Fancy Colour Diamond History and Lore
The priests and rulers, the Brahmins, were allowed to own diamonds that were “whitest of the conch, of the lotus, or of the rock crystal” (white to colourless). The landowners and warriors were assigned diamonds that were “the brown colour of the eye of the hare”. The merchant class was only allowed to own diamonds that were the “pretty nuance of a petal of a kadl [flower]” (yellow). And members of the lower classes were assigned diamonds with “the sheen of a burnished sword” (grey or black). Kings, however, were free to possess diamonds of any colour.
Diamond colour-grading systems have evolved a lot since that time. Today, there are well-established methods for judging diamond colour based on much more than a comparison to conch shells, rabbits’ eyes and flower petals. And the only restrictions to owning different colours are based on availability and affordability.
While fancy colour diamonds have traditionally been a small part of the diamond business, their popularity and availability have grown in the past few decades. In the 1980s the Argyle mine in Australia began marketing its brown stones under trade names like “Champagne” and “Cognac”. Argyle reached its goal of making the public more aware of fancy colour diamonds and dropped its marketing campaign in the late 1990s. Today, the Argyle mine still produces brown diamonds, but it’s more famous as the world’s major source of rare pink diamonds.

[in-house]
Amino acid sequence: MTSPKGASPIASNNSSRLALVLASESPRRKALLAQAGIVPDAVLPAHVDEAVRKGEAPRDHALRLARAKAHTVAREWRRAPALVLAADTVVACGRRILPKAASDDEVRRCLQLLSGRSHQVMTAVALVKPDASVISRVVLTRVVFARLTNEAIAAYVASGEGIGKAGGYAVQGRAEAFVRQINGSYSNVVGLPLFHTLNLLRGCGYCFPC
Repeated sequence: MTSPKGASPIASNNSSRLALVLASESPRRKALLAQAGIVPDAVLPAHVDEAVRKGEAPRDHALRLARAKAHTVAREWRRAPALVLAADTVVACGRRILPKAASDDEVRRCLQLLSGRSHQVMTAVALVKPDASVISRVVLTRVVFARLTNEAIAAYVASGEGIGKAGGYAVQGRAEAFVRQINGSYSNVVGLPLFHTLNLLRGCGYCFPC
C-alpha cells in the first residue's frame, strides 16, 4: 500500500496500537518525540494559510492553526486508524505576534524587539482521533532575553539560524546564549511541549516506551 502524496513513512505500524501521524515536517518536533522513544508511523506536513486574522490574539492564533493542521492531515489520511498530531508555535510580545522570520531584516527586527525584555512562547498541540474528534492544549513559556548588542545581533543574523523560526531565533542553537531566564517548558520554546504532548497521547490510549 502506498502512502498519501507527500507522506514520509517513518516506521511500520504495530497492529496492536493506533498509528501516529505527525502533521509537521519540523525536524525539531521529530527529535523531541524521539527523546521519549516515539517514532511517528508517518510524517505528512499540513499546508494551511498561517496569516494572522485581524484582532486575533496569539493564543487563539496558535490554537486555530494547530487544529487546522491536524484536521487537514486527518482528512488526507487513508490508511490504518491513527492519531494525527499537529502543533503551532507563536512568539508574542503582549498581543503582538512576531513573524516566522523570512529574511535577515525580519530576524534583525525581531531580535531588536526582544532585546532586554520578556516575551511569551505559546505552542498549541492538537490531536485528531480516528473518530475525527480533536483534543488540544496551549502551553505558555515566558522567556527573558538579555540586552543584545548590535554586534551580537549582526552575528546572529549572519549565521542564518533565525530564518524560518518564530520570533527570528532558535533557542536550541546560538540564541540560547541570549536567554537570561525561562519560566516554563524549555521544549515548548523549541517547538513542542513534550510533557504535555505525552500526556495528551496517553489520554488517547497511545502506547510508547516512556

The most well-known historical and current sources of fancy colour diamonds are India, South Africa and Australia. Other diamond mine locations, including Brazil, Venezuela, Guyana and Indonesia, also produce fancy colour diamonds.